this has to be a big no-no, for any branch which has ever been shared.
(FWIW, Mercurial branches are permanent; once created and committed,
they can *never* be deleted, other than by deletion of the repository.
OTOH, Mercurial also provides a bookmark feature, which is somewhat
similar to git branches, or CVS branch tags; these *can* be deleted).

* As it's written up, the model doesn't readily support any more that
one actively distributed release at any instance in time.  Making each
release branch permanent would resolve that issue; it would also make
his use of "master", (as an exclusive progression of release points),
redundant, (since the tip of each release branch would represent its
associated release point).  Thus, why not just use "master", as seems
more conventional, as the main development branch, and cut a permanent
release branch at each release point?

> Based on that write up I've created a develop branch from which all
> other branches are to be created. A release branch will be created
> for finalizing the release changes; things like updating the news,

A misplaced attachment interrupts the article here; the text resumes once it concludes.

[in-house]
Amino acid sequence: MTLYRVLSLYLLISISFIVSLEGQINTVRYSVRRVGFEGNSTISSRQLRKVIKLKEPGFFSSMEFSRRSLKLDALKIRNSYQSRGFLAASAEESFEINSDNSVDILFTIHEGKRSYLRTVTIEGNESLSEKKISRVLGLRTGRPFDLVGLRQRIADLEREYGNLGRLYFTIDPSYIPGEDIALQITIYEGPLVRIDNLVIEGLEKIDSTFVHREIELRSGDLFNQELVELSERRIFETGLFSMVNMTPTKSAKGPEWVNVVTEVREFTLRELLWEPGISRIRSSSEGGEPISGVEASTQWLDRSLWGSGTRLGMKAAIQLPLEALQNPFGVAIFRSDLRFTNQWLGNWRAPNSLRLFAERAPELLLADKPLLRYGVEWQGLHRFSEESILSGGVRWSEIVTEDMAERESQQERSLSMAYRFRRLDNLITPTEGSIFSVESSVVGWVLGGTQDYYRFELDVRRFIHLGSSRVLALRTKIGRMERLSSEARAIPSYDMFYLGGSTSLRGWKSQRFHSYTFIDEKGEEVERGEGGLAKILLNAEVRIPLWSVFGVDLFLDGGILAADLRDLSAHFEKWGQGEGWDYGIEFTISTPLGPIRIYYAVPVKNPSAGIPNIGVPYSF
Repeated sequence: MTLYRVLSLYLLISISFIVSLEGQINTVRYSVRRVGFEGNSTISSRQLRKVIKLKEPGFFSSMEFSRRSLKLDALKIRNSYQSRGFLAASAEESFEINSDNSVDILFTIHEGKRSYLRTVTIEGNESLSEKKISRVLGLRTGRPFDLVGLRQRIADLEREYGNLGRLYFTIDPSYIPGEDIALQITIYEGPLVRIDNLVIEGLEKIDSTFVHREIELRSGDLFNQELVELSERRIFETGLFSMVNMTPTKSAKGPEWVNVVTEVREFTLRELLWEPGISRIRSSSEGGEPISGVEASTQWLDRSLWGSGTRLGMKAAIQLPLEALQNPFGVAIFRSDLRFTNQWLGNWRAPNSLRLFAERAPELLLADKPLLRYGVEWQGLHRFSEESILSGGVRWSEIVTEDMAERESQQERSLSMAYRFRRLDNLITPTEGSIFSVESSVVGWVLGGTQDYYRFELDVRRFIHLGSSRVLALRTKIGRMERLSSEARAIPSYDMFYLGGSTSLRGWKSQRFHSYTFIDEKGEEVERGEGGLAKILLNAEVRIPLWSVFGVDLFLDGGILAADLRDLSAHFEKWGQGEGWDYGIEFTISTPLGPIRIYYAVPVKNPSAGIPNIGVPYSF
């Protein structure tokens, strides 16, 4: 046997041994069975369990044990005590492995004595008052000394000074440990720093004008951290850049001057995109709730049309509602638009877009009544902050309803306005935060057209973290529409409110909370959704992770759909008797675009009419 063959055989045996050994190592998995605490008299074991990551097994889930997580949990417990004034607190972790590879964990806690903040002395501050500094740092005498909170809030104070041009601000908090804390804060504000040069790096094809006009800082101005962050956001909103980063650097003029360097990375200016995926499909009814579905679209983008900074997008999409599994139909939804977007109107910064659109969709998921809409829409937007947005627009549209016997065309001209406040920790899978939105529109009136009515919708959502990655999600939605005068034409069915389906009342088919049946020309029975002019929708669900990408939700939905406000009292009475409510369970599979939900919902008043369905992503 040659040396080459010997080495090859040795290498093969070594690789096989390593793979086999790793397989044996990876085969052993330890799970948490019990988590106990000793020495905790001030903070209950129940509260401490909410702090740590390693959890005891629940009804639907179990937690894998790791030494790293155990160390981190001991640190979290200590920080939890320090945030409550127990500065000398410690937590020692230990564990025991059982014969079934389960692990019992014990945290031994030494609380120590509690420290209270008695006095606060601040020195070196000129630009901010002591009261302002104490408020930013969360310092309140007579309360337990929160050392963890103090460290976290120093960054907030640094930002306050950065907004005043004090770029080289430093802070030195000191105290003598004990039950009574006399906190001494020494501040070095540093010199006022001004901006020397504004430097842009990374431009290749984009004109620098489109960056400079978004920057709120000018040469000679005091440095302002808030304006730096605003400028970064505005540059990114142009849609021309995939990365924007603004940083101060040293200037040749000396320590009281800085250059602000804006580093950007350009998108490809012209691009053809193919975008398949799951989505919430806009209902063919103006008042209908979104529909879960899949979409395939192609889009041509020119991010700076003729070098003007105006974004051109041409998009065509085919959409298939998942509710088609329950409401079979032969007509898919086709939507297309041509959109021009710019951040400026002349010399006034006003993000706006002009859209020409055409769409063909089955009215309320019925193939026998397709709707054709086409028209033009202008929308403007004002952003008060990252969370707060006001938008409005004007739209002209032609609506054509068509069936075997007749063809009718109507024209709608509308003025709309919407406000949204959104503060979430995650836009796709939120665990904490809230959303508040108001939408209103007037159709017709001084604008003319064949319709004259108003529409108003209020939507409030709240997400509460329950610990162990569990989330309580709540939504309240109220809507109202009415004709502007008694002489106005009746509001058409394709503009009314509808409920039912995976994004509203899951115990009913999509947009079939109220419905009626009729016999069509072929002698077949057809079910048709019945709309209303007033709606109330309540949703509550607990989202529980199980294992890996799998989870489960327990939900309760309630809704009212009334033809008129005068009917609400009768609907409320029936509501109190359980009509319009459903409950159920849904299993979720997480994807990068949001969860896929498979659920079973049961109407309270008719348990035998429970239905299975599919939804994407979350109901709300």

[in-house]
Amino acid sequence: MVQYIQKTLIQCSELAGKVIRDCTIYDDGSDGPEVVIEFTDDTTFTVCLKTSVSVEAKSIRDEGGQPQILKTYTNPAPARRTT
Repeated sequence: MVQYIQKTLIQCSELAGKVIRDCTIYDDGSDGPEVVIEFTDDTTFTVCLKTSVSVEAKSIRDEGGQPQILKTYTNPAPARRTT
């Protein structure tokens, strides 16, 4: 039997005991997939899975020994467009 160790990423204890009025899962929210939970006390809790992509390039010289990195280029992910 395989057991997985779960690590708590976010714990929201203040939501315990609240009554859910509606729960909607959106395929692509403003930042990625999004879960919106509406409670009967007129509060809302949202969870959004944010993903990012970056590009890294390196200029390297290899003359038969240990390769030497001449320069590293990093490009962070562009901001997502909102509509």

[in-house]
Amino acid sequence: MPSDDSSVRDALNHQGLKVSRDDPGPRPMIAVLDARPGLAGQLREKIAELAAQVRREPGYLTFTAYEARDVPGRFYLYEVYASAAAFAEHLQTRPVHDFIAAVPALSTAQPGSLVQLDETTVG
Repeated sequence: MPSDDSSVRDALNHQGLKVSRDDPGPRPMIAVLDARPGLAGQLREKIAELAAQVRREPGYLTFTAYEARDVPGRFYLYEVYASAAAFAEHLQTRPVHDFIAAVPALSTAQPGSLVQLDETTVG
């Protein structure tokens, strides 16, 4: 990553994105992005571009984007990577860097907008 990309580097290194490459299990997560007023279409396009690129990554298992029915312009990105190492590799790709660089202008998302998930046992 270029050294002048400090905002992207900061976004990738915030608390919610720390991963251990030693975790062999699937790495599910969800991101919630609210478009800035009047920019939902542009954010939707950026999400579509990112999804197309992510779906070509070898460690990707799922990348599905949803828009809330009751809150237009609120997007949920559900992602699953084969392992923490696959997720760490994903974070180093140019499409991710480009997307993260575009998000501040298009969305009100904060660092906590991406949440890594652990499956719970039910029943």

> updating the version number, etc. Just prior to the release the
> release branch is merged to the develop branch and then the develop
> branch is merged to the master branch.

That's not what the article advocates.  It says merge the "release"
branch to "master", and to "develop".  I guess it should make little
difference either way, but if you do away with the redundant use of
"master", (or rather, use "master" as your main development branch), and
keep each release branch permanently, then you can simplify the
work-flow to a single merge from the "release" branch to the "master"
(development) branch, at each release point.

> A feature branch is usually a local branch but could be a public
> branch if more than one person is working the feature or the work
> plans to span a length of time. The feature branch is created
> directly from the develop branch and merged back to the develop
> branch.

No issues there; this is effectively what my "gui-dev" branch in
mingw-get represents.  The only caveat I wish to note: since it's
a published branch -- it exists in origin -- it should remain in
existence permanently.

> A hotfix branch is done as an immediate release to fix a regression
> caused by a release. The hotfix branch could be created from the
> develop branch or the master branch

Hmm.  Logically, a "hotfix" branch should be created from the release
branch to which it relates...

> but must always be merged to the develop branch and the develop
> branch to the master.

...and it should be merged back to the tip of that release branch, when
done.  The tip of the release branch *could* then be merged back to the
development branch, if the issue which the "hotfix" addresses continues
to affect the current state of development.

> The feature branches would need to rebase after a release and hotfix
> are merged to the develop branch.

I find the whole concept of rebasing to be rather scary; if you do it on